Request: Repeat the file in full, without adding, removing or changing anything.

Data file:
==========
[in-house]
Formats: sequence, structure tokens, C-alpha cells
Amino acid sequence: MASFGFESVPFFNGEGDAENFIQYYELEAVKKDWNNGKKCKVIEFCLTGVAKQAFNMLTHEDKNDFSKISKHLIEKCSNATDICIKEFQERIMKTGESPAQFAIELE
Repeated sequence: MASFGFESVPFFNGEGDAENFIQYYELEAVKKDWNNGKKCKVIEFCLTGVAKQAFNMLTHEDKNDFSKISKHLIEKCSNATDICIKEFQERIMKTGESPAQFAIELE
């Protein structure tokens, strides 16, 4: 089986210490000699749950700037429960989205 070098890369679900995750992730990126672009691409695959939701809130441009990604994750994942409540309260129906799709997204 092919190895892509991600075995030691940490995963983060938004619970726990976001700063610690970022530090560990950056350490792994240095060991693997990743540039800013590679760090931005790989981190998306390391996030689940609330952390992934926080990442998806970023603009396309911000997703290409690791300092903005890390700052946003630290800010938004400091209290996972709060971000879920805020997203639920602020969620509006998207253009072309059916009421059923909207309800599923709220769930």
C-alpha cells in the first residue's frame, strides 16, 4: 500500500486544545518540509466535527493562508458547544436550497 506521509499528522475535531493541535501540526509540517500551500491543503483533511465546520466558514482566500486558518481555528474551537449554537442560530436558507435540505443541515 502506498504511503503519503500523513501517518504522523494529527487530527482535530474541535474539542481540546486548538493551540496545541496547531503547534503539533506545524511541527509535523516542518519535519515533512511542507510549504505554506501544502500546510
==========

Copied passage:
[in-house]
Formats: sequence, structure tokens, C-alpha cells
Amino acid sequence: MASFGFESVPFFNGEGDAENFIQYYELEAVKKDWNNGKKCKVIEFCLTGVAKQAFNMLTHEDKNDFSKISKHLIEKCSNATDICIKEFQERIMKTGESPAQFAIELE
Repeated sequence: MASFGFESVPFFNGEGDAENFIQYYELEAVKKDWNNGKKCKVIEFCLTGVAKQAFNMLTHEDKNDFSKISKHLIEKCSNATDICIKEFQERIMKTGESPAQFAIELE
């Protein structure tokens, strides 16, 4: 089986210490000699749950700037429960989205 070098890369679900995750992730990126672009691409695959939701809130441009990604994750994942409540309260129906799709997204 092919190895892509991600075995030691940490995963983060938004619970726990976001700063610690970022530090560990950056350490792994240095060991693997990743540039800013590679760090931005790989981190998306390391996030689940609330952390992934926080990442998806970023603009396309911000997703290409690791300092903005890390700052946003630290800010938004400091209290996972709060971000879920805020997203639920602020969620509006998207253009072309059916009421059923909207309800599923709220769930």
C-alpha cells in the first residue's frame, strides 16, 4: 500500500486544545518540509466535527493562508458547544436550497 506521509499528522475535531493541535501540526509540517500551500491543503483533511465546520466558514482566500486558518481555528474551537449554537442560530436558507435540505443541515 502506498504511503503519503500523513501517518504522523494529527487530527482535530474541535474539542481540546486548538493551540496545541496547531503547534503539533506545524511541527509535523516542518519535519515533512511542507510549504505554506501544502500546510